Time for a basic change in FDA approval process?

Events of the past week lead me to think it may be time for a basic overhaul of the FDA process for approval of drugs and medical devices and a uniform national system for pharmaceutical and medical device liability.

 Recently we have seen an unsuccessful proposal to give civil immunity in Georgia for manufacturers of FDA-approved medical devices and pharmaceuticals that employ at least 200 people in manufacturing or R&D in Georgia.  Even Georgia’s conservative legislators decided immunity was a bad idea.

 And earlier this week the U. S. Supreme Court decided, in Wyeth v. Levine, that FDA approval does not preempt products liability claims under state laws.

 Now there’s an interesting article by Alicia Mundy in today’s Wall Street Journal about political lobbying overcoming scientific objections to approval of a medical device at the Food and Drug Administration.

 The article focuses on the fast-track FDA approval of Menaflex, an implant for repair of torn meniscus in knees. Made of cow collagen, it is intended to stimulate regrowth of tissue that acts as a shock absorber within the knee. The current standard treatment is to sew up the torn meniscus tissue.

 The manufacturer of Menaflex apparently started out applying for FDA approval on the standard track that requires clinical trials, but grew frustrated with an agonizingly slow process. Then, the critics say, it started political lobbying for fast-track approval, bypassing the scientific review process.

 Having dealt with slow, unresponsive government bureaucracies many times, I can understand their frustrations. And having seen too many efforts by companies to immunize themselves from accountability, I understand the medical review scientists’ concerns about elevating politics and profits over scientific integrity.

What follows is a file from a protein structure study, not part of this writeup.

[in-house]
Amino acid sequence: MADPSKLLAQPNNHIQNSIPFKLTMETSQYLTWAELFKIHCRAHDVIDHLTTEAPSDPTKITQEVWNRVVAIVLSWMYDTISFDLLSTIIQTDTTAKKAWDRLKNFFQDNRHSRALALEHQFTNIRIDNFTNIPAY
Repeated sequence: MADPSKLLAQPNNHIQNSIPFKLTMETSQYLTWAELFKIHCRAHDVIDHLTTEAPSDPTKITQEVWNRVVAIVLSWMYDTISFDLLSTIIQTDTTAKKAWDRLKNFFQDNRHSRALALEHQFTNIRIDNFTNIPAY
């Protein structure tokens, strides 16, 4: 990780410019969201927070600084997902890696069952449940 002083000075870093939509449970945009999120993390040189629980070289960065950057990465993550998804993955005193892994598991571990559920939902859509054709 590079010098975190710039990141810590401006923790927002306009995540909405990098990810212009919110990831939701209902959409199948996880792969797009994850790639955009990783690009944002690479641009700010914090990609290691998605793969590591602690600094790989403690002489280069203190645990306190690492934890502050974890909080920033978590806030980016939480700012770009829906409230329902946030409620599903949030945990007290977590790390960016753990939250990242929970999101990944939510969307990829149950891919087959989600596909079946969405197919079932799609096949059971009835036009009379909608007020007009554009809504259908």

The WSJ article points out that Menaflex has been used in Europe for years. European regulators generally require only that medical devices perform as stated and don’t apply a risk-benefit evaluation akin to the FDA’s full approval process.

 My perspective on this is a little different from many of my trial lawyer colleagues. I have a child with neurofibromatosis (NF), a genetic disorder that made her deaf and for which there is currently no treatment approved by the FDA. She and I have both run marathons as fundraisers for NF research.

 The NF market is too small a market to make it a profitable priority for drug companies, who can make bundles on drugs and devices for common but less devastating ailments. The process of gaining FDA approval for a promising new drug  for NF would be prohibitively slow and expensive. We can’t compete with the profitability of Viagra or Menaflex. So when I spoke to an international medical researchers conference last June, I encouraged them to look for bridge therapies (e.g., nutritional supplements, off-label uses of already approved drugs, etc.) that could, without the need for FDA approval, provide help for the current generation of kids with  NF.

 As the majority of the Supreme Court recognized in the Wyeth case, and as Georgia legislators recognized in stalling the FDA immunity bill, the FDA approval process has problems. Between a medical review process that is sometimes too slow and expensive, and end-runs that put profits ahead of science, confidence is lost.

 Perhaps it is time for Congress to change the process in order to both encourage innovation and rapid delivery of improved products and preserve accountability. 

 They could adopt a more streamlined approval process, somewhat akin to that in Europe, that requires only that drugs and devices perform as stated, without exhaustive risk-benefit analysis.

 But the tradeoff would be preservation of the secondary regulation role played by tort laws, which the majority of the Supreme Court recognized in Wyeth.

 f unbridled tort liability under the laws of 50 states is too much of a deterrent to innovation, as the industry claims, then devise a new set of uniform federal rules governing liability of pharmaceutical and medical device manufacturers. The tradeoff there could be a less onerous and less expensive process, defined by federal law, to obtain fair compensation, perhaps in exchange for capping punitive damages in pharmaceutical and medical device cases.

This suggestion would likely draw fire from both sides — the manufacturers who want immunity and my trial lawyer brethren who want no restrictions of civil liability.  However, something along these lines may be needed to serve the public interest in both economic viability of medical progress and fair compensation for those who suffer the consequences when the train runs off the tracks.